I had gone with Miguel to the great Zapotec site at Monte Alban, just a few miles outside of Oaxaca. It was early in the morning and the few other people there were swallowed up in the immensity of the place and it was as if we had it to ourselves which, pleasing as it might be to a certain sort of romantic, is not at all authentic to what it once had been, and I listened to Miguel’s descriptions and tried to fill the empty, grassy space with a teeming multitude of Indians dressed in fancy-patterned textiles and bright feathers and the platforms topped with tented pavilions and flags and here and there the glint of gold, and charcoal braziers and copal incense smoking the air and the babble of voices and the sounds drums and flutes and whistles and the noises of animals and the shriek of birds, instead of the bare, silent stone work that was all there was left, and so much of that with tell-tale black pebbles set in the mortar to indicate that it was an archæologist’s reconstruction, their best-guess as to what had once been there but now lost.
Miguel was talking about the Indian cult of the underworld and mentioned that there was a tradition of an underground passageway connecting Monte Alban with the ancient burial place of the Zapotec kings about thirty-five miles away, at Mitla. No such a tunnel has ever been found, he said, but the historian Burgoa, an early friar, described an entry into the tomb at Mitla where they found a pillared chamber and broad highway, but were frightened away when a wind came up and blew out their torches. He said that I could find the account in Burgoa’s Geográfica, of which there was a copy in the library at the Art Institute. And so I was out early the next morning to the Instituto de Artes Gráficas de Oaxaca, and in its long, narrow library I found a beautiful facsimile edition of fray Francisco de Burgoa’s Geográfica Descripción, printed in Mexico City in the year 1674, and there I found the story.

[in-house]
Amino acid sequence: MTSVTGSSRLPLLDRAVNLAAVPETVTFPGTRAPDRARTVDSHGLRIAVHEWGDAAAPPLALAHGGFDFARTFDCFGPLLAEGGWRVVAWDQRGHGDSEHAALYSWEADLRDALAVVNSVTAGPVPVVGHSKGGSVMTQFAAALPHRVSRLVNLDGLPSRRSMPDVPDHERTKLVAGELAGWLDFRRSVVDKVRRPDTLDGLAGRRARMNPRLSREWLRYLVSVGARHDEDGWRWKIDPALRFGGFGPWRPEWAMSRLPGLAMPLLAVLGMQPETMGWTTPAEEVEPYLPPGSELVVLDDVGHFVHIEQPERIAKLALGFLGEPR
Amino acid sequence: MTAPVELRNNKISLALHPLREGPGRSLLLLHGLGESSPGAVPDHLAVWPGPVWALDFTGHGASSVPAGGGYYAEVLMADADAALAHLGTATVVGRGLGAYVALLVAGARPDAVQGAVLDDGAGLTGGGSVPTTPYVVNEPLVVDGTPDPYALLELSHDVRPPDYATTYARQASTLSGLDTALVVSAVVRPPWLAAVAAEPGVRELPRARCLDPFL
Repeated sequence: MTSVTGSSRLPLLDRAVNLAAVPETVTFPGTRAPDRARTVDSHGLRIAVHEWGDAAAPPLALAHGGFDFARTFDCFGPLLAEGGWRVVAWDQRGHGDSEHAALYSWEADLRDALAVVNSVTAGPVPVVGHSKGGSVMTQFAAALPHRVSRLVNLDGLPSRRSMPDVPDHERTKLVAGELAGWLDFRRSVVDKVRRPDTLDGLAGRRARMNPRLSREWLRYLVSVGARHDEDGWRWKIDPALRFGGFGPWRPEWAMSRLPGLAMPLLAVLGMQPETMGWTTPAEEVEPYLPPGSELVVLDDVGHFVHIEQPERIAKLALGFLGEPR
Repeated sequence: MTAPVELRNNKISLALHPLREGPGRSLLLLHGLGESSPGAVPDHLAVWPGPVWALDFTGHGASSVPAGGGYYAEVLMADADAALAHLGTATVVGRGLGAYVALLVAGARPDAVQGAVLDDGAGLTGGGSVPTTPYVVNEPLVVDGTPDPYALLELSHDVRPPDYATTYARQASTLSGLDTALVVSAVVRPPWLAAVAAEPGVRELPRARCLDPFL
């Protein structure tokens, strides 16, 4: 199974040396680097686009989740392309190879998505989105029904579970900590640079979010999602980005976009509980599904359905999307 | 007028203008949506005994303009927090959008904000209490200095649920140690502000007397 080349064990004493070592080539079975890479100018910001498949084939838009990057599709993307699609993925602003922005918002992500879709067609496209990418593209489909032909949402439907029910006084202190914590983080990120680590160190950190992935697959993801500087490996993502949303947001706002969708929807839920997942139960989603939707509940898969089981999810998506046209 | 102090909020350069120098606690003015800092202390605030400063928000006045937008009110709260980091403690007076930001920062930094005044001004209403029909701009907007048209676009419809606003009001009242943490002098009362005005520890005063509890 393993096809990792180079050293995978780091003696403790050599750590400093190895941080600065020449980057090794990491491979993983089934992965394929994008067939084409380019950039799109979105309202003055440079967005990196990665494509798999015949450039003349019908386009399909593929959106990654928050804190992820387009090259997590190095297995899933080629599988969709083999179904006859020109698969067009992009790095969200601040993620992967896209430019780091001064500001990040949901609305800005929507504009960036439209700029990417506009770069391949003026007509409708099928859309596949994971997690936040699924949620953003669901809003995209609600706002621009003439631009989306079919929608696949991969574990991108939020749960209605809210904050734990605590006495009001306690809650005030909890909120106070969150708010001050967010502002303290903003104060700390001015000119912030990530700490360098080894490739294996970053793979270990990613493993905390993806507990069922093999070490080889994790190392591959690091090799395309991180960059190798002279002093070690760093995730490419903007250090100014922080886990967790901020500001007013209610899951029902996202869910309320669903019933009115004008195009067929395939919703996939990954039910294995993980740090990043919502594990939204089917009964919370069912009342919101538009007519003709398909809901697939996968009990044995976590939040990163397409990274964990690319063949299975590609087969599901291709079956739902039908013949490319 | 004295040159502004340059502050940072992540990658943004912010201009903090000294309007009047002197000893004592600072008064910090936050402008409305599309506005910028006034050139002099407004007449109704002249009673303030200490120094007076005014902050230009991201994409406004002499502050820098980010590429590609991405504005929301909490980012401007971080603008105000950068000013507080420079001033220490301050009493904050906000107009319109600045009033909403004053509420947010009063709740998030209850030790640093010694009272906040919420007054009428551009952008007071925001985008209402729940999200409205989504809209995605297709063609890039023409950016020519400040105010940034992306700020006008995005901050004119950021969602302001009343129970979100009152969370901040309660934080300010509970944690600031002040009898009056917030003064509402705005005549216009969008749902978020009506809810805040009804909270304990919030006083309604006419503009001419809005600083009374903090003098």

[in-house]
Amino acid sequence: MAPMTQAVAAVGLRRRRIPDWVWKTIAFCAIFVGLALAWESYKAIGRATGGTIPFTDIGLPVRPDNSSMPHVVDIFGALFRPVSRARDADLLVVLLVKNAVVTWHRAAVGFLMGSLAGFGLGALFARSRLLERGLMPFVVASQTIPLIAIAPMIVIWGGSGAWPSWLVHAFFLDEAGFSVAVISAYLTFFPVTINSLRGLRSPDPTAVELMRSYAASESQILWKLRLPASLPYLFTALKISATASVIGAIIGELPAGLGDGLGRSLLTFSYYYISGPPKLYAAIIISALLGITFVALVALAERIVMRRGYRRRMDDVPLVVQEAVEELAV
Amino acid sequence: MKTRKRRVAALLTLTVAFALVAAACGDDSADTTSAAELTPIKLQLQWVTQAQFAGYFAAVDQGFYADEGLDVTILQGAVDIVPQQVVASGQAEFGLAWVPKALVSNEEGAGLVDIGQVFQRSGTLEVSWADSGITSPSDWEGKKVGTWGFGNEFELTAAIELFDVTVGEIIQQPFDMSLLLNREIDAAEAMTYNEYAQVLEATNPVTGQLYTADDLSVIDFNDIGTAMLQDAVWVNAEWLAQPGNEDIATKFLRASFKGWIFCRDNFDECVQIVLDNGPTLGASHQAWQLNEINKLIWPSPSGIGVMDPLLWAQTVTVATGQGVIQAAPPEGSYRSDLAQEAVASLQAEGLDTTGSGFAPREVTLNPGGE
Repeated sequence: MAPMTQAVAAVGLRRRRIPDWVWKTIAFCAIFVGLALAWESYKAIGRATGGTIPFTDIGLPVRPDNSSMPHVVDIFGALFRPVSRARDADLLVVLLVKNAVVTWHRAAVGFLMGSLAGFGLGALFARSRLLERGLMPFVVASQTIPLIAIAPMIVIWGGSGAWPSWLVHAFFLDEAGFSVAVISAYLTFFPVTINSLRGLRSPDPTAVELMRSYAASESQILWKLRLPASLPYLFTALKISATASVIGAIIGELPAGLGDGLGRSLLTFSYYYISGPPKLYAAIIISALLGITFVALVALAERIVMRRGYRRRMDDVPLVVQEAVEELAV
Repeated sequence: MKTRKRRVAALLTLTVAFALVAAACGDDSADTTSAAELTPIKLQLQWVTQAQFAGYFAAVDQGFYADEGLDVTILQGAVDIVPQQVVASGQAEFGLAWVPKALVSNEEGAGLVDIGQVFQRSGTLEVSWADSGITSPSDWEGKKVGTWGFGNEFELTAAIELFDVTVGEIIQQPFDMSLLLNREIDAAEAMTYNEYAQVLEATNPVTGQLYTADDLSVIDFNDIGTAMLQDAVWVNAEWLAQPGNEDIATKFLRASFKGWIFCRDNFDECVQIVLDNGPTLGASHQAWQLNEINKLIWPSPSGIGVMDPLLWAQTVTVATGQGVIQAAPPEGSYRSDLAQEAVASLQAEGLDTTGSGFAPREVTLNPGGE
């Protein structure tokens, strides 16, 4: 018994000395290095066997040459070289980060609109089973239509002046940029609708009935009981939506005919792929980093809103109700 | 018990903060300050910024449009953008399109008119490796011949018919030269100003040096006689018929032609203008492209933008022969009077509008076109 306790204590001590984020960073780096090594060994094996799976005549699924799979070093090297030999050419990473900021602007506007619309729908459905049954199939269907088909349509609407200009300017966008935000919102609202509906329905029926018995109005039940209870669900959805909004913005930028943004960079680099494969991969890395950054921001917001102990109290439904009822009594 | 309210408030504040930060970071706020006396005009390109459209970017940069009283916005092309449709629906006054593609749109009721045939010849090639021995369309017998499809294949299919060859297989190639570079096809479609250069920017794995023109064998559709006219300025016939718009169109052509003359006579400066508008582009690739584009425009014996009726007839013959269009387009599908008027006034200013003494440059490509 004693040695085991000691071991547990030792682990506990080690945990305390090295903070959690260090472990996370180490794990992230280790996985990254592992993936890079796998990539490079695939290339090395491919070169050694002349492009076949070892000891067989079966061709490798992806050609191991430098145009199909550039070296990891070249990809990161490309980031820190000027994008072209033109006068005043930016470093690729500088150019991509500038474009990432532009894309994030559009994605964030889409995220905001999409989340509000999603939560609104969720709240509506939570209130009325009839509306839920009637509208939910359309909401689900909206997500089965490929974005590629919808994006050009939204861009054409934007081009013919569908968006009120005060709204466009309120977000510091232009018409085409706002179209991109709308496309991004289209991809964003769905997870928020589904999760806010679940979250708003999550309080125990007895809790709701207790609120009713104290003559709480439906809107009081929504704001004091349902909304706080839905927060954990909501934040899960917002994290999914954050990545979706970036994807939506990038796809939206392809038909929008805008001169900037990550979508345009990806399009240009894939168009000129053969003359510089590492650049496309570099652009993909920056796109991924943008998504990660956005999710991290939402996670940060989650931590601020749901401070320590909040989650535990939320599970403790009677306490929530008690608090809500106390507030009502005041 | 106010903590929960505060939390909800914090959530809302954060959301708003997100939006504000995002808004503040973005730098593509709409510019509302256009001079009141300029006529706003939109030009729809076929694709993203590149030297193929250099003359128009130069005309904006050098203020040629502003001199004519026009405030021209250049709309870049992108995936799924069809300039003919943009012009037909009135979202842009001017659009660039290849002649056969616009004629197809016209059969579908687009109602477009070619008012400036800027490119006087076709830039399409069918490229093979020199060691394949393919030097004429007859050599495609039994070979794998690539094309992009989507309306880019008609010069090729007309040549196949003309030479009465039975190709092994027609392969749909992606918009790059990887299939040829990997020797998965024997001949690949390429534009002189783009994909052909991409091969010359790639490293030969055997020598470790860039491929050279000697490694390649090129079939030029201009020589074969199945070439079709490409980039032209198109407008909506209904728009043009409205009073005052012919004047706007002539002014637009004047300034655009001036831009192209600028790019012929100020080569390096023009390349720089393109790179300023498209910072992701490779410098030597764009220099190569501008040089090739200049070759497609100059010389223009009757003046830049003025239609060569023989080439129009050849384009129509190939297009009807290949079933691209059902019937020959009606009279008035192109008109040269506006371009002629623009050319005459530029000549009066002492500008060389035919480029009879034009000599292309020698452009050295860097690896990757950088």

A party of friars came to the city and, though the Gospel had been preached there, they found the natives still wed to their former, lamentable practices and worshiping the devil, particularly at a great opening in the earth which they vainly supposed connected to the domain of the dead in the underworld. Intending to dispel this ignorance, the friars, full of zeal, took torches and entered this “gloomy concavity” where they descended wide steps and found themselves in a hall whose ceiling was supported by great pillars and there was what appeared to be a broad street. They continued their descent. The air was full of noxious odors. Then suddenly a chill wind came up and extinguished their torches, plunging them into darkness, whereupon the friars retreated in great haste and ordered this “infernal postillion” -- this backdoor to hell -- sealed up, which Burgoa tells us was done “con cal y canto,” with cement and song.
Well, now. That was exciting.
(The story will continue . . .)